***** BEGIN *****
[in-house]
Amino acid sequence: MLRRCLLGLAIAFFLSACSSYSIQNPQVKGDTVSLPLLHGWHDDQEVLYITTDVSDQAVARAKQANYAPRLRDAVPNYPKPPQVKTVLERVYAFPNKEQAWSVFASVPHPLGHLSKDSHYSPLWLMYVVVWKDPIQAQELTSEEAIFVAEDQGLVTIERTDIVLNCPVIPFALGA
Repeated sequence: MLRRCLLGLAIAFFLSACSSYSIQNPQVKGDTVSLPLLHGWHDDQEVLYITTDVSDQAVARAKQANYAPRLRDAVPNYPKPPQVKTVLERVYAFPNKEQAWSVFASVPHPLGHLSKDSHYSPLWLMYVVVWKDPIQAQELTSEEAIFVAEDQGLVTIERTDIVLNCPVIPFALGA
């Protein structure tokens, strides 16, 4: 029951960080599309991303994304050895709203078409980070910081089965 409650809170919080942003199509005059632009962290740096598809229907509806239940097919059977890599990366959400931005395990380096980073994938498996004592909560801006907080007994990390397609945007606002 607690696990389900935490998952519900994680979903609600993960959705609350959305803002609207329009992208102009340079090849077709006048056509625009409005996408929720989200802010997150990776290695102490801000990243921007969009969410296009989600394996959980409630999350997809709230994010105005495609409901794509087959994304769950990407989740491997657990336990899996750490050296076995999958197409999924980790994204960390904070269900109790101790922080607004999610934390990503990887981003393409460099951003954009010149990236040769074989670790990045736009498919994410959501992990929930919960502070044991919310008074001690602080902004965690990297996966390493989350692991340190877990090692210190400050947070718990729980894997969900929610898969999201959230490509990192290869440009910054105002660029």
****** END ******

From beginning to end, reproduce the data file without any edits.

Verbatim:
[in-house]
Amino acid sequence: MLRRCLLGLAIAFFLSACSSYSIQNPQVKGDTVSLPLLHGWHDDQEVLYITTDVSDQAVARAKQANYAPRLRDAVPNYPKPPQVKTVLERVYAFPNKEQAWSVFASVPHPLGHLSKDSHYSPLWLMYVVVWKDPIQAQELTSEEAIFVAEDQGLVTIERTDIVLNCPVIPFALGA
Repeated sequence: MLRRCLLGLAIAFFLSACSSYSIQNPQVKGDTVSLPLLHGWHDDQEVLYITTDVSDQAVARAKQANYAPRLRDAVPNYPKPPQVKTVLERVYAFPNKEQAWSVFASVPHPLGHLSKDSHYSPLWLMYVVVWKDPIQAQELTSEEAIFVAEDQGLVTIERTDIVLNCPVIPFALGA
């Protein structure tokens, strides 16, 4: 029951960080599309991303994304050895709203078409980070910081089965 409650809170919080942003199509005059632009962290740096598809229907509806239940097919059977890599990366959400931005395990380096980073994938498996004592909560801006907080007994990390397609945007606002 607690696990389900935490998952519900994680979903609600993960959705609350959305803002609207329009992208102009340079090849077709006048056509625009409005996408929720989200802010997150990776290695102490801000990243921007969009969410296009989600394996959980409630999350997809709230994010105005495609409901794509087959994304769950990407989740491997657990336990899996750490050296076995999958197409999924980790994204960390904070269900109790101790922080607004999610934390990503990887981003393409460099951003954009010149990236040769074989670790990045736009498919994410959501992990929930919960502070044991919310008074001690602080902004965690990297996966390493989350692991340190877990090692210190400050947070718990729980894997969900929610898969999201959230490509990192290869440009910054105002660029």